Black girls can’t dance ballet: body type or stereotype?

By Lauren Stancle, Staff Writer

“Young, tall and slender to the point of alarm. He liked to see bones. He liked to see ribs,” Huffington Post writer and author of Dancer, Daughter, Traitor, Spy, Elizabeth Kiem. “He liked hyperextension and strength that was mechanical yet lithe. It is Balanchine’s obsession with this impossible ‘structure’ that is often blamed for the destructive eating and body disorders that plague the dance world.”

The ideally thin ballerina body type started with famous 20th century choreographer George Balanchine. The effects of his work can still be seen today. Because of his work, Balanchine has alienated many black women from the dance world.

Freshman Casey Koerner, who has done ballet for 15 years and now teaches dance at the Dance in the Light studio in Bradley, said, “A lot of [ballerina performance] does depend on style, but traditionally [ballerinas are] really long and slender.” Koerner said this ideal physique also includes a long neck, hyperextension of the legs, being roughly 100 pounds in weight, and being “tall but not too tall.” Feet are really important and a ballerina should have high arches. “[Physique] is not vital,” Koerner said, “but it does help a lot in you getting auditions.”

Koerner herself has had difficulty, not being as ideally slender as preferred. She said that major body changes would have to occur if she were to continue with ballet. “Sometimes you can walk into a place and know that you’re not going to get a job because you don’t look the way they want,” Koerner said.

According to Koerner, there are about four or five black girls taking ballet at Dance in the Light studio, and only 1 in her ballet class. Koerner said that only “some of it has to do with body type.” Koerner said that some black girls are very good and have great physique, but black girls tend to have flat feet and leg limitations. “You see a lot of them in hip-hop and Jazz, but not as many in ballet,” Koerner said.

Freshman Casey Ann Littleton says she did ballet when she was around 2-years-old but stopped because she preferred hip-hop. Littleton does believe that black and white women have different body types. “I feel like black girls are more curvaceous,” she said, and that the bodies of white women are also better represented in the media. Littleton also said that black and white women are capable of having the same body type. “Look at the Kardashians,” Littleton said.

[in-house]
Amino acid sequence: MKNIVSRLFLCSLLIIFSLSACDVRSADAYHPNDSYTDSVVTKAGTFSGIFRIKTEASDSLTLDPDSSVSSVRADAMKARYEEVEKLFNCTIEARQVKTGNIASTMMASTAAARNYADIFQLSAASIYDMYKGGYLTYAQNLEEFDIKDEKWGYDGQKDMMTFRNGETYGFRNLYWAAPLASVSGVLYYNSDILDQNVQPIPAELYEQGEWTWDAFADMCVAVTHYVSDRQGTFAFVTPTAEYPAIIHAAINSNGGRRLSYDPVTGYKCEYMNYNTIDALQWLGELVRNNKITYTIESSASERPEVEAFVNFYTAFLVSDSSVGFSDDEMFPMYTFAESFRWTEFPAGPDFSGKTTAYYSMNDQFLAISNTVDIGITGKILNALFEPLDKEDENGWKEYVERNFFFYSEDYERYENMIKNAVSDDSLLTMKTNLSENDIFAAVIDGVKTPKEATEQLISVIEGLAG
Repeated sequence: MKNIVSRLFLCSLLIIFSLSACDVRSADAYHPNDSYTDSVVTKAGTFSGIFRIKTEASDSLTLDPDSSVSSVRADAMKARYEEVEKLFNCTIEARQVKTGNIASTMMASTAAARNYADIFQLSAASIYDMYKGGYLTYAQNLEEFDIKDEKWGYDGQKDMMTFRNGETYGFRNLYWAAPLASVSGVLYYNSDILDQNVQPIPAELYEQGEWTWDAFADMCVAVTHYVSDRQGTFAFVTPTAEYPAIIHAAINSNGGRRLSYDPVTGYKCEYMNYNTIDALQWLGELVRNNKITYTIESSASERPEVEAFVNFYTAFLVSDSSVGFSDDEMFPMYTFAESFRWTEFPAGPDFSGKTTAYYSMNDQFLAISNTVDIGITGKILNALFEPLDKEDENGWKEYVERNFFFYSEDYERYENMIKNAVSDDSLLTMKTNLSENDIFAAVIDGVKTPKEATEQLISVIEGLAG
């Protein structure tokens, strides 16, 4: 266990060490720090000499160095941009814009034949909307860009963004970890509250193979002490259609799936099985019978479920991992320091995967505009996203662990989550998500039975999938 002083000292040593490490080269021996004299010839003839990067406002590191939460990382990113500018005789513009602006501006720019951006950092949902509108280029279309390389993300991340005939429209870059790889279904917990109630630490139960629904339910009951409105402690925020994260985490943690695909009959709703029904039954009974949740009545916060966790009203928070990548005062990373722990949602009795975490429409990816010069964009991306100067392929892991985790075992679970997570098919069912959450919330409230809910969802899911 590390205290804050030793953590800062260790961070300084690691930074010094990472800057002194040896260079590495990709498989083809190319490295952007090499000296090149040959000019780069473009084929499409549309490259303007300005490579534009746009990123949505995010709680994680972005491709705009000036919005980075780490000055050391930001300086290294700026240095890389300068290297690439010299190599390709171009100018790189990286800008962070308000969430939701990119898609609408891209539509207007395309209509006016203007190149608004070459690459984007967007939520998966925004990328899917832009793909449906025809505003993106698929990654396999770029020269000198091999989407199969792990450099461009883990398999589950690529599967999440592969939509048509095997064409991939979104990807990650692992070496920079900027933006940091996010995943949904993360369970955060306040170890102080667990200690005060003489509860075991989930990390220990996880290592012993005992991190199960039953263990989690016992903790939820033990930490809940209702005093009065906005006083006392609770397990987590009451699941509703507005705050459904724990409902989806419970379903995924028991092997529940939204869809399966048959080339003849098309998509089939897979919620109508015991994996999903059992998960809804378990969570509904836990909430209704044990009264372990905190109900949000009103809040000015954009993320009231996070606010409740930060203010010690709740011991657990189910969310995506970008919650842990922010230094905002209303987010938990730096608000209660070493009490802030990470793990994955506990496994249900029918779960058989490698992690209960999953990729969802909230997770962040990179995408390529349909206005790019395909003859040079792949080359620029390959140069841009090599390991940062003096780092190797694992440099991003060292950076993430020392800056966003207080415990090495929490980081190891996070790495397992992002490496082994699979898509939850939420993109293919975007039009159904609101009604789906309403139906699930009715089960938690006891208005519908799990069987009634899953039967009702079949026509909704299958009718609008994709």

DeLana Nicole writes about the struggle of black women and body size in her article, “It Happened to Me: I Am Thin and Black And I’m Tired of Hearing About It” on clutchmagonline.com.

“Because of my slender body frame and proportion, I have been asked about my weight more times than I care to remember. … White women tend to envy my size, whereas black women tend to pity me for it. It’s as if I straddle two different worlds –- praised by white and mainstream culture but enduring ridicule and countless cruel jokes from the black community for the same reason –- being thin,” Nicole wrote.

Commenter, Mack, another black woman was able to relate.

“This is my story too. I’ve always been very thin and people have always had something to say about me,” Mack said. “I’ve gotten so many ‘you look like Olive Oil,’ ‘are you anorexic?,’ ‘go eat a cheeseburger,’ ‘if you were thicker I would date you’ comments, and it can be very annoying and hurtful at times.”

Alina, another commenter, said “I am also a young thin Black female who has been skinny-shamed since elementary school.”

The ballet documentary “First Position” follows 16 ballerina as they attempt to compete in the world’s biggest ballet competition.  Only one ballerina is black: 14-year-old Michaela DePrince.

According to Michaela’s mother, Elaine DePrince, she has to die the undergarments ballet dancers wear under their tutus because they are only “white flesh color” and do not come in dark brown.

“I had a mother once say to me, ‘Everybody knows that black girls can’t dance ballet,’” Elaine DePrince said.
Michaela wanted a scholarship for ballet, but was stereotyped because of her race.

“There’s a lot of stereotypes that if you’re a black dancer, you have terrible feet, you don’t have extension, you’re too muscular, you’re not graceful enough,” Michaela said. “I want to be known as a delicate black dancer who does classical ballet”

The story of Misty Copeland shows that this dream is not out of reach.

According to The New Yorker, “Copeland is considered an unlikely ballerina: she is curvy and she is black, neither of which is a common attribute in the field. But it is her very late beginning and rapid attainment of virtuosity that are arguably without precedent for a female ballerina.” Copeland loves to dance and didn’t start ballet until the age of 13, but caught on quickly and became a successful ballerina, despite how she differs from the “ideal” ballerina figure.

When it comes to dancing ballet, Freshman Julie Gant, who is not a ballerina but has had to dance ballet for musicals, said, “some white people can’t do it and some black people can’t do it.”

Gant said the stereotype of black girls not being able to dance ballet is “literally saying black people have a gene so they are unable to do ballet.” It’s like saying Asians can’t drive, Gant said. “You basically have to redefine human if you’re going to say certain nationalities can only do certain things,” Gant said.

“I believe we all have different body types, and it has nothing to do with race or stereotypes,” Gant said. “Black people can have different body types and so can white people…and every other race… we’re all human and we’re all capable of being any weight or body type.”

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